While reminiscing can be nice, it’s also quite boring, so let’s move on. The point of New Year’s is to look ahead at the many things to come and set some nice, attainable goals that will help the craft beer industry continue to flourish, and help us continue to enjoy our roles as Beer Dorks. So, without further ado, let’s take a look at some key issues for 2008 and see what goals we can set to help cushion any potential blows.

First off, assuming the proposed Miller and Coors merger is approved, it’s more important than ever to support not only craft breweries, but the Midwestern economy as a whole. To clarify, let it be noted that despite our snobbery when it comes to drinking beer, we understand the macros are still good for the Midwest from the simple fact that they provide thousands of jobs and pump millions of dollars into the economy. Should MillerCoors become a reality, further mergers in business operations may ensue on all levels. A pivotal tug-of-war between Milwaukee and Denver to land the headquarters of the new venture is likely to follow, with the outcome of this being critical to the economic vitality of the Midwest. Should Denver win this struggle (and they have a slight edge due to more advanced infrastructure, a stronger economy, and lower taxes), the effects would be devastating to Milwaukee, the state of Wisconsin, and the Midwest as a whole. Despite its role as a purveyor of awful beer, Miller is a Milwaukee tradition that’s been around for 150 years, and is the last remnant of a once booming industry that made the city and region famous. The potential loss of thousands of jobs and millions of dollars in revenue could destroy a once-proud city that has seen a recent renaissance that is quickly putting it back on the national map. Despite our dislike for the awful beer brewed by the folks at Miller, it’s important to support it as a Midwestern institution that is vital to the regional economy.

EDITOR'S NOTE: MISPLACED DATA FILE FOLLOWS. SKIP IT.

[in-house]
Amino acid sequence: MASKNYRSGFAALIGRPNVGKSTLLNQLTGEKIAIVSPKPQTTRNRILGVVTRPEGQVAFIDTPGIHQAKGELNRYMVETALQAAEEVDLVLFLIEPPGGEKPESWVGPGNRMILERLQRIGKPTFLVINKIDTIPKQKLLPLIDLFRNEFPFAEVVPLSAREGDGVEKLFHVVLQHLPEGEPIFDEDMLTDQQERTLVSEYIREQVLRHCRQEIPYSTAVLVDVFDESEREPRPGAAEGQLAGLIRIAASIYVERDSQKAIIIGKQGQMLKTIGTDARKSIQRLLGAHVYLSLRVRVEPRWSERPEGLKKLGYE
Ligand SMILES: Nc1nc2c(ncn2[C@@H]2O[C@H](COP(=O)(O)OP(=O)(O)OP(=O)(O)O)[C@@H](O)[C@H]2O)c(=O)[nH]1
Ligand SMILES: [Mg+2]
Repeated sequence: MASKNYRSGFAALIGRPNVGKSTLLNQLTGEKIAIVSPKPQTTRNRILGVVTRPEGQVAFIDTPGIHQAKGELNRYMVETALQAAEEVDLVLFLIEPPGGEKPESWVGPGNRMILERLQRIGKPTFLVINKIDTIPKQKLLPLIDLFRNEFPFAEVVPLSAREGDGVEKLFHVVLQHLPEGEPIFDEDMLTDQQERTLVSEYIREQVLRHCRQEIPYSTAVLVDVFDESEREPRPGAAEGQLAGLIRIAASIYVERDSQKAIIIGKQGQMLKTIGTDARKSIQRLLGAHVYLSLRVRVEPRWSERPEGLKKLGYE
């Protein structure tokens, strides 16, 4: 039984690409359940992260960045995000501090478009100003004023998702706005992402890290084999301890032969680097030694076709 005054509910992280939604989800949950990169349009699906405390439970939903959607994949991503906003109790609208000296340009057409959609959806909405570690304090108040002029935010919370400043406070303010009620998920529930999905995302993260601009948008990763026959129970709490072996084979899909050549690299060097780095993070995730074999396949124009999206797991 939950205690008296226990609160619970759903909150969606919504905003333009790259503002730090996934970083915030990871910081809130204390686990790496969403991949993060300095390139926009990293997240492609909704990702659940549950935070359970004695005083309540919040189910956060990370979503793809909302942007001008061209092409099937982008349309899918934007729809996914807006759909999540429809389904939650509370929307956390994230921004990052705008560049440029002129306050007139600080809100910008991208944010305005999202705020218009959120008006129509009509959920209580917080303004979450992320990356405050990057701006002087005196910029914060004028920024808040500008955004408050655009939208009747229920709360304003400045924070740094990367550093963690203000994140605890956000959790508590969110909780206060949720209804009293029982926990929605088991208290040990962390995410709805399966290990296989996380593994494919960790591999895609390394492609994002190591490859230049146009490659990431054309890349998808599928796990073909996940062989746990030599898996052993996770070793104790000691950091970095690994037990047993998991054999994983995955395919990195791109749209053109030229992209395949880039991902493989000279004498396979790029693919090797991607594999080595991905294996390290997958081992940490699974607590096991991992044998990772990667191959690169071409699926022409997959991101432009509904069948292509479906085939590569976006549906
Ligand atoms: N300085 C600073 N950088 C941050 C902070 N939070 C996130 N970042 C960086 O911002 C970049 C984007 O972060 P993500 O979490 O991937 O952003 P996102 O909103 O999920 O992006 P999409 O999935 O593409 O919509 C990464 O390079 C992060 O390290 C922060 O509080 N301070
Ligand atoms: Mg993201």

The other threat from this merger that could have a devastating effect on the craft beer industry nationwide in 2008 is the changes it may cause in distribution. Eddie Glick alluded to this in an article back in October, but it’s important to stress it again here. While the merger is at the highest corporate level, the effects trickle down and influence the most basic aspects of brewing and distributing. The distribution process in this country involving beer, wine, and liquor is so fundamentally flawed that it should just be completely scrapped, but that’s not likely to happen anytime soon. Unfortunately, the archaic nature of distribution (be it on the local or national level) affects the little guys more than the big guys. Thus, craft brewers could be hit hard as various distributors merge. Since any brewer, regardless of size, is at the mercy of the people who control the means of transportation and most areas don’t allow for direct distribution (the beverage distributors are a required third-party), it’s important that you continue to buy your favorite brews from your favorite breweries. This is business, so it’s all about the money. If sales of craft brews remain strong, it’s far more likely that whatever the consolidation situation is with local distributors, they’ll make sure they keep craft brews flowing. Lagging sales could be the death of the little guys, as any merger comes with the goal of becoming more “cost efficient” and eliminating elements that aren’t profitable.